The system 200 also can support the use of ad hoc sensor data. For example, one or more of the sensors 112, 114 can be mobile devices (e.g., smart phones, tablet computers, automotive systems, or the like), and users of the mobile devices can elect to publish their sensor data 162, 164. The sensor data broker 120 can include that sensor data 162, 164 in the published sensor data 172, 274. The virtual sensors can filter the published sensor data 172, 274 to select from among the published sensor data 172, 174 the sensor data to be included in the published sensor data 280.

In illustration, each of the sensor data 162, 164 can include location data generated by a respective mobile device, for example a global positional system (GPS) receiver. Each of the sensor data 162, 164 also can include ambient environment information, such as temperature, humidity, or the like. Assume a particular business entity desires to monitor the temperature and humidity in different areas of their establishment. The virtual sensor 130 can be configured to do so. For example, the virtual sensor 130 can process the location data contained in the published sensor data 172, 174 to filter the published sensor data 172, 174 and include in the published sensor data 280 only published sensor data 172, 174 derived from mobile devices presently located within the establishment. In such case, the published sensor data 280 can include, for each mobile device located in the establishment, the location of the mobile device, and the temperature and humidity detected by the mobile device at that location.

FIG. 3 is a block diagram illustrating another example of a sensor data communication system (hereinafter “system”) 300. In this example, sensor data broker failover operations are described. The system 300 can include the plurality of sensors 110-114 and the plurality of applications 150, 152. In addition to the sensor data broker 120, the system 300 also can include a sensor data broker 322, which can operate as a failover sensor data broker if the sensor data broker 120, which can be a primary sensor data broker, should happen to encounter a fault or failure, or one or more communication links to the primary sensor data broker 120 are lost. The system 300 also can include one or more routers 350, one or more routers 352 and shared runtime information 360. The routers 350, 352 can be conventional domain name system (DNS)/internet protocol (IP) based routers, which are known in the art. The system 300 further can include the virtual sensors and virtual sensor data brokers previously described, which are represented generally in FIG. 3 as infrastructure 380.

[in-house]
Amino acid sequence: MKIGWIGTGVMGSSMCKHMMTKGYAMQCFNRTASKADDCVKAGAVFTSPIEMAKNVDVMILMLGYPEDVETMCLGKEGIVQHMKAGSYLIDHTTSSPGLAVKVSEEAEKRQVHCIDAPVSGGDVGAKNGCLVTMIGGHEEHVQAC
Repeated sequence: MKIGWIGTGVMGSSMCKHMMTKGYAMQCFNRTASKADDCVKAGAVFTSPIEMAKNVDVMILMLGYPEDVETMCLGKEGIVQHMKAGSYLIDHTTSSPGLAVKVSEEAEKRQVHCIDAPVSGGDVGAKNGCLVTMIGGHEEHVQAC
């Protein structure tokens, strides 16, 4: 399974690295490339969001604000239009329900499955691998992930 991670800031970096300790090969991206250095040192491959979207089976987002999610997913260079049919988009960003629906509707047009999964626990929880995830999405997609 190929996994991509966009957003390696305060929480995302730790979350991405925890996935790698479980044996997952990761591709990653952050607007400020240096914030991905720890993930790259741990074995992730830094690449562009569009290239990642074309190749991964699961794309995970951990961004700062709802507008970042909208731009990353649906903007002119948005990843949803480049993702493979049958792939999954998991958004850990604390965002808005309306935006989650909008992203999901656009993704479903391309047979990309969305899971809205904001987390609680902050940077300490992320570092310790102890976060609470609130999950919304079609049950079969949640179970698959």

In operation, sensor data generated by the sensors 110-114 can be communicated, via the router(s) 350, to both the sensor data broker 120 and the sensor data broker 322. Further, each of the sensor data brokers 120, 322 each can store shared runtime information 360 to be shared among the sensor data brokers 120, 322 to a computer-readable storage medium that is communicatively linked to each of the sensor data brokers 120, 322, for example via a suitable communication network. The shared runtime information 360 can indicate various infrastructure 380 components (e.g., virtual sensors) receiving published sensor data from the sensor data broker 120 and/or the sensor data broker 322, various information related sensor data utilization by the infrastructure 380 components, subscription topics, authentication information, etc.

The sensor data broker 120 can periodically communicate a signal (e.g., a heartbeat message 370) to the sensor data broker 322, for example every second, five seconds, ten seconds, thirty seconds, or the like. The heartbeat message 370 can indicate that the sensor data broker 120 is operating normally, for example as previously described. Responsive to the sensor data broker 322 not detecting the heartbeat message 370, or the heartbeat message 370 indicating that a fault or error has occurred in the sensor data broker 120, the sensor data broker 322 can, in real time, assume the role of brokering sensor data previously performed by the sensor data broker 120. When assuming such role, the sensor data broker 322 can access the shared runtime information 360 and begin publishing sensor data received from the sensors 110-114 on behalf of the sensor data broker 120. Further, the sensor data broker 322 can communicate with the router(s) 352 to update their DNS records to re-direct communications to/from the virtual sensors to/from the sensor data broker 322. The sensor data broker 322 also can monitor access to the published sensor data by the infrastructure 380 components and store corresponding information to the shared runtime information 360. Accordingly, the sensor data broker 322 can seamlessly take over publishing sensor data on behalf of the sensor data broker 322, thus providing a high level of availability of the sensor information. From the perspective of the virtual sensors, the virtual sensors can have continued access to the published sensor data, and the virtual sensors need not even be made aware that an issue with the sensor data broker 120 has occurred.